From: University of Geneva
Published April 18, 2017 05:08 PM

Track down water pollution through DNA of algae

Diatoms are a group of unicellular algae particularly sensitive to changes that affect their aquatic environment. This is why they are used as bioindicators for the biological monitoring of water quality. However, their microscopic identification in river samples requires a lot of time and skills. Biologists from the University of Geneva (UNIGE), Switzerland, have succeeded in establishing a water quality index based solely on the DNA sequences of the diatoms present in the samples, without needing to identify each species visually. This study, published in the journal Molecular Ecology Resources, presents a revolutionary tool to process a very large number of samples in parallel, allowing wide coverage of the monitored sites in a reduced time and at a lower cost.

The degree of pollution of rivers resulting from human activities is assessed using different biotic indices. The latter reflect the ecological status of a river based on the quantity and diversity of organisms selected as bioindicators, due to their ecological preferences and tolerance to pollution. This is the case of diatoms, algae consisting of a single cell surrounded by a silica skeleton, recommended by the European Union and Switzerland as one of the ideal bioindicators for rivers and lakes.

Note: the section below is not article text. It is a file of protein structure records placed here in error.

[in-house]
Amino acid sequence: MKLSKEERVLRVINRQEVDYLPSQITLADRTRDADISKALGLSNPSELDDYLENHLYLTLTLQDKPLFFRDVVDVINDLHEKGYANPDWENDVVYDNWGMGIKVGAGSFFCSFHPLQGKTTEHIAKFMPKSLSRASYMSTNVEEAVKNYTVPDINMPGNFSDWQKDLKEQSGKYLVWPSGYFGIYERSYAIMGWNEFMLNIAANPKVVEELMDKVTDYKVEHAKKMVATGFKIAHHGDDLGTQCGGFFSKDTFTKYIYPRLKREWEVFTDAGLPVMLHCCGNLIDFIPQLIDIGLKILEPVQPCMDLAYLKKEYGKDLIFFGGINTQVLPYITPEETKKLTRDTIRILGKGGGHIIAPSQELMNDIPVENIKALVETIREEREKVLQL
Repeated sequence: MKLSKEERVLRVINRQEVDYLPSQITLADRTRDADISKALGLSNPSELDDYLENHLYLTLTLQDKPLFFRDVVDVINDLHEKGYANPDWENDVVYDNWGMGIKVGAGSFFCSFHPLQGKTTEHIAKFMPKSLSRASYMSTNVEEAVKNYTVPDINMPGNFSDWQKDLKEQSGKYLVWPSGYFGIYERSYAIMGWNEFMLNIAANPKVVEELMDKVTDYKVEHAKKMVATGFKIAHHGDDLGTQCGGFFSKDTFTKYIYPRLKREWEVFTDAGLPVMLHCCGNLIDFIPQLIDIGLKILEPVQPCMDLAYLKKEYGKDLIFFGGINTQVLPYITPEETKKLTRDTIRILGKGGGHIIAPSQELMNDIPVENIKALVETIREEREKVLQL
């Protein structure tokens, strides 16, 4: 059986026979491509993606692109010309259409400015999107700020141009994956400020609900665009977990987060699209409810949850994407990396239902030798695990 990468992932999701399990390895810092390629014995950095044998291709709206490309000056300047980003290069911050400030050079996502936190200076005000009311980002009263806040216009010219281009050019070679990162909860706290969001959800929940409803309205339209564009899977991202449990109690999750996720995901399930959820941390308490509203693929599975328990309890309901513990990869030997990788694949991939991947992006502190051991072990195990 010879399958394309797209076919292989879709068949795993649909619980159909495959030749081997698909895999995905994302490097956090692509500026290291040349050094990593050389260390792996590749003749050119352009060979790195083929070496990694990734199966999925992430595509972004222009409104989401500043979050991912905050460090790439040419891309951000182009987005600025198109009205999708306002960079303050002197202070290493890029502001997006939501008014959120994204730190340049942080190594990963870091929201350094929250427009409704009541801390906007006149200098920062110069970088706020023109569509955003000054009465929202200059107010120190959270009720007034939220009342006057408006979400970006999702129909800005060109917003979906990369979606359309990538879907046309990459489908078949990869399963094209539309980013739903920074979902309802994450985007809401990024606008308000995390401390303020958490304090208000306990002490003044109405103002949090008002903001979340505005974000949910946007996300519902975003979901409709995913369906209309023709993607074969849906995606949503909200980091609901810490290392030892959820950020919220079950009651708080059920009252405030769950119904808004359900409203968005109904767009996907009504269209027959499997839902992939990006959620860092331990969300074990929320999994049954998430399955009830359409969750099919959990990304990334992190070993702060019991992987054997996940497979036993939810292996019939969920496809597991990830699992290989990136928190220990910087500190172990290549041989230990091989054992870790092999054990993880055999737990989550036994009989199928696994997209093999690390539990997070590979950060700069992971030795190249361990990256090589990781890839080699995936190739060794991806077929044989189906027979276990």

The quality of our rivers is determined using the Swiss diatom index (DI-CH), whose value defines the ecological status. “The morphological identification of the different species present in each sample, however, no longer meets the needs of rapid and reliable bioassessment measures introduced to protect aquatic environments. This is why we have tried to develop a new method”, says Jan Pawlowski, professor at the Department of Genetics and Evolution of the UNIGE Faculty of Science.

Continue reading at University of Geneva

Image: Diatoms between 0.01 and 0.02 mm, consisting of a single cell surrounded by an artificially colored silica skeleton. The alga in green is present in clean environments, while the orange one lives in more polluted water. (Credits:  Laure Apothéloz-Perret-Gentil, UNIGE)

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